It has been seventeen years since the tragic events of September 11, 2001, and in a solemn ceremony Tuesday afternoon, Westchester County paid tribute to every life that was lost on that day. Standing beneath “The Rising,” the County’s beautiful 9/11 Memorial, surrounded by dignitaries, clergy, colleagues, local residents and families of the fallen, County Executive George Latimer commemorated the Westchester residents who passed on that day. Latimer also made special mention of the first responders, as well as those who have died from 9/11 related illness since the attacks.
“Seventeen years ago today, I remember exactly where I was standing and what I was doing when I learned the twin towers had been struck. I’m sure many of you do, too. Without hesitation, police, firefighters and EMT’s rushed to ground zero to help save as many lives as they could. They were heroes - but in doing so, many gave of their own lives. At this time of great unrest in our country it is an opportunity to unite us, and bring us all together to remember this important day, ” Latimer said.
Emcee Tom Kaminski, a WCBS880 Traffic Reporter who was reporting from a helicopter as the twin towers were hit, recalled the morning of 9/11: “While I was a reporter that day, I was also a friend and a New Yorker. While life will never be the same – it shouldn’t. We live, we change and we grow. Standing here under this beautiful sculpture of “The Rising” – it reminds us that we must always be rising and lifting. But we must also remember where we started, and the base of who we are.”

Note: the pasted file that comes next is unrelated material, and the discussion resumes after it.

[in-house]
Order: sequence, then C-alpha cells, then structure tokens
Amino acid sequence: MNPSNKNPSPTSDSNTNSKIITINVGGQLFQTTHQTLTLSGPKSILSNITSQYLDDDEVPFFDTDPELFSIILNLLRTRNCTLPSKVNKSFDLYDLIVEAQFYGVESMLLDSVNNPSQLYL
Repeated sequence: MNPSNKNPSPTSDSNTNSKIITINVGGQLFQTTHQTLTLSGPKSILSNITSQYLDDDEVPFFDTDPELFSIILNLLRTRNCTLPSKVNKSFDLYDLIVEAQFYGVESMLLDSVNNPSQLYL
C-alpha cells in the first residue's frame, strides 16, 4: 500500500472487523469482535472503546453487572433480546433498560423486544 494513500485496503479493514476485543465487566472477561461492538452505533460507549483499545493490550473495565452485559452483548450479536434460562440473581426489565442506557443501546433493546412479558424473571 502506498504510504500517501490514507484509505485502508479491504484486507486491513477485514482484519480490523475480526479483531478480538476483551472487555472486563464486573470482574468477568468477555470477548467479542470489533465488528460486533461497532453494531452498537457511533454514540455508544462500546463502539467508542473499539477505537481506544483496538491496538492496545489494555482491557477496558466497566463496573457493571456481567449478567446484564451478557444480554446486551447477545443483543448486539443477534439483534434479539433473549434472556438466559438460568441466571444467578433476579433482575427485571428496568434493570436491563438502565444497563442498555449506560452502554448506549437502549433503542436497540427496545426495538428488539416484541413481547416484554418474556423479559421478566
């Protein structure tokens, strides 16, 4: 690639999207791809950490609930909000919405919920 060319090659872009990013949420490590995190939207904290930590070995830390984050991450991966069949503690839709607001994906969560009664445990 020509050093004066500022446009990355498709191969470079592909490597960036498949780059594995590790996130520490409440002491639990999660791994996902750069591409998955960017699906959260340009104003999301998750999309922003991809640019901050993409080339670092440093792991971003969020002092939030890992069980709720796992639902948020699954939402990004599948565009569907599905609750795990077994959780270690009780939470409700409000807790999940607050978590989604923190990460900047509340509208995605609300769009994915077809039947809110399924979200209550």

Chairman of the Westchester County Board of Legislators Benjamin Boykin said, “We gather today, as we do every September 11th, to commemorate the lives of the Westchester residents and former residents taken from us on that terrible day 17 years ago. We also remember the many lives claimed by related illnesses over the years – the courageous men and women who worked tirelessly in that toxic mess to find the fallen. We join as one community with all their families. We can never feel the same emptiness and absence you feel, but we hope that by sharing your grief, we can make your burden just a little bit lighter.”
The ceremony included the presentation of colors, led by the Westchester County Police Department’s Ceremonial Unit Color Guard. Pipes and drums of the Police Emerald Society of Westchester County followed, along with the Civil Air Patrol. Students from the Valhalla Union Free School District led the Pledge of Allegiance, and Concordia College’s Brass Quartet played. A commemorative wreath was laid on the “Beam of Remembrance,” a steel beam that was pulled from the ashes of the World Trade Center, and dedicated to the County as a lasting reminder of our nation’s sacrifice and strength on that fateful day.
The names of those who were lost, as displayed on the “Circle of Remembrance,” were read aloud by elected officials. Latimer added, “In the years that followed the attacks, the number of first responders who lost their battles to 9/11 related illness has grown exponentially. My administration is now looking into ways to include those names at this memorial site, so that they too can be honored and remembered.”